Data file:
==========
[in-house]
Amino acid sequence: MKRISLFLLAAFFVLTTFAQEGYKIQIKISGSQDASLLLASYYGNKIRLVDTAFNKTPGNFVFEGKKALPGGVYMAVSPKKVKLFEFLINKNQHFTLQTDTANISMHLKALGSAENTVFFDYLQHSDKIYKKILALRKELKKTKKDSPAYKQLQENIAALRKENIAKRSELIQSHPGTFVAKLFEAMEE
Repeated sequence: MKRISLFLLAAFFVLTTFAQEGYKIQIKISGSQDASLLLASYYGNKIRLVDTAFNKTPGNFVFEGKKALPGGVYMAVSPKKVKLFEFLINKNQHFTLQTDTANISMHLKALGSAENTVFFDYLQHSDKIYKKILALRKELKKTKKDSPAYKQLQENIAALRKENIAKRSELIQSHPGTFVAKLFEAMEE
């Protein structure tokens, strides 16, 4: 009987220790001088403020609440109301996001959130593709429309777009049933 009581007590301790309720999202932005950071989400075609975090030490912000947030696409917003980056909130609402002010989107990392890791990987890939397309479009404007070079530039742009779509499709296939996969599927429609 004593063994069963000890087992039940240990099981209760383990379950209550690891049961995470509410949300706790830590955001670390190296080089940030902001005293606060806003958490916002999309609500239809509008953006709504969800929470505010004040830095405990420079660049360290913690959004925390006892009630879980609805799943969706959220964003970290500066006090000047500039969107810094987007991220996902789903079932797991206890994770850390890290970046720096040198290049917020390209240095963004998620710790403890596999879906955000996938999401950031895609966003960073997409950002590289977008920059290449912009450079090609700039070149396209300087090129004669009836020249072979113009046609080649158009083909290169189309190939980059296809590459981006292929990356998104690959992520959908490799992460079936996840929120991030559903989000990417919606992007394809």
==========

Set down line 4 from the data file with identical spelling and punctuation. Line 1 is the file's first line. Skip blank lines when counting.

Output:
């Protein structure tokens, strides 16, 4: 009987220790001088403020609440109301996001959130593709429309777009049933 009581007590301790309720999202932005950071989400075609975090030490912000947030696409917003980056909130609402002010989107990392890791990987890939397309479009404007070079530039742009779509499709296939996969599927429609 004593063994069963000890087992039940240990099981209760383990379950209550690891049961995470509410949300706790830590955001670390190296080089940030902001005293606060806003958490916002999309609500239809509008953006709504969800929470505010004040830095405990420079660049360290913690959004925390006892009630879980609805799943969706959220964003970290500066006090000047500039969107810094987007991220996902789903079932797991206890994770850390890290970046720096040198290049917020390209240095963004998620710790403890596999879906955000996938999401950031895609966003960073997409950002590289977008920059290449912009450079090609700039070149396209300087090129004669009836020249072979113009046609080649158009083909290169189309190939980059296809590459981006292929990356998104690959992520959908490799992460079936996840929120991030559903989000990417919606992007394809």